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Some Thoughts upon Long-Range Interaction and Entangled States

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1. Introduction

One of the remaining problems of fundamental theoretical physics is the apparent contradiction between the limited characteristic velocity of special relativity and the instantaneous behaviour of entangled states through long-range interaction in quantum mechanics. In the present investigation, an attempt is made to dissolve this contradiction, in terms of an earlier revised quantum electrodynamic theory (RQED) by the author [1] [2] , being applied to subatomic systems, such as the interior of elementary particles. Thereby, the vacuum does not become a state of empty space, but is populated by Zero Point Energy modes which also can become electrically polarized to generate electric charges and currents.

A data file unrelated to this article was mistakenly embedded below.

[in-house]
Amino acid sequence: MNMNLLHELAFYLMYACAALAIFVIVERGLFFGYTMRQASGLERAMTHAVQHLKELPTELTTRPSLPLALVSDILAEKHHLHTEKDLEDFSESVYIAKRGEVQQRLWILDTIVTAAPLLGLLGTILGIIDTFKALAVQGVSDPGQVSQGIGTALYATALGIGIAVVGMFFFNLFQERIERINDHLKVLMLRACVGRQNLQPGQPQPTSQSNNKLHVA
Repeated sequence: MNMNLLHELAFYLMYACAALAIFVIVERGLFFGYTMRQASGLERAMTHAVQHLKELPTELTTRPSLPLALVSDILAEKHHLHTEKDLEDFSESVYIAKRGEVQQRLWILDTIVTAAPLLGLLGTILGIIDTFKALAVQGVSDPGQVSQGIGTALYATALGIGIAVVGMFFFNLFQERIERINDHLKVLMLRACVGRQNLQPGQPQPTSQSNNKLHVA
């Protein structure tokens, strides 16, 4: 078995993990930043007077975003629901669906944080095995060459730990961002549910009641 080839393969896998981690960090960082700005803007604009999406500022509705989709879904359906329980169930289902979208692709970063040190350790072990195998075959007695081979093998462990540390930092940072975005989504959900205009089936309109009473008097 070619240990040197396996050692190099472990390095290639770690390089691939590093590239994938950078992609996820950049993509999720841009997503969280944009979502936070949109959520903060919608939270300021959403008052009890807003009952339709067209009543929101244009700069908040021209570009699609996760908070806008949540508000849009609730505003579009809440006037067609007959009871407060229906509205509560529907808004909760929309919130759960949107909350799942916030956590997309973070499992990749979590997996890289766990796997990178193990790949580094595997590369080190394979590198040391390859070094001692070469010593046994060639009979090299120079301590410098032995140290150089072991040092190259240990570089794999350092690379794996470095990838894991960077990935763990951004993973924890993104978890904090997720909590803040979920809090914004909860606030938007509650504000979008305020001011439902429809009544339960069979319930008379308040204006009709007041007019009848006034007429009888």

In Section 2, a summary is given on resulting modes of the revised theory. This is followed in Section 3 by considerations on long-range interaction between spatially limited particle configurations which may take place in terms of these modes.

2. Modes of the Revised Theory

Depending on the concepts $\text{div}E$ and $\text{curl}\text{\hspace{0.05em}}\text{}E$ of the electric field strength $E$ , there are three types of modes in RQED theory [1] [2] .

2.1. The EM Mode

When $\text{div}E=0$ and $\text{curl}\text{\hspace{0.05em}}\text{}E\ne 0$ a conventional electromagnetic EM mode arises which satisfies special relativity. It concerns a vacuum state of empty space, with no sources of electric charges and currents. This mode is transverse and does not possess any angular momentum (spin), as shown in Chapter 9 of Reference [1] . There is no steady particle state.

2.2. The EMS Mode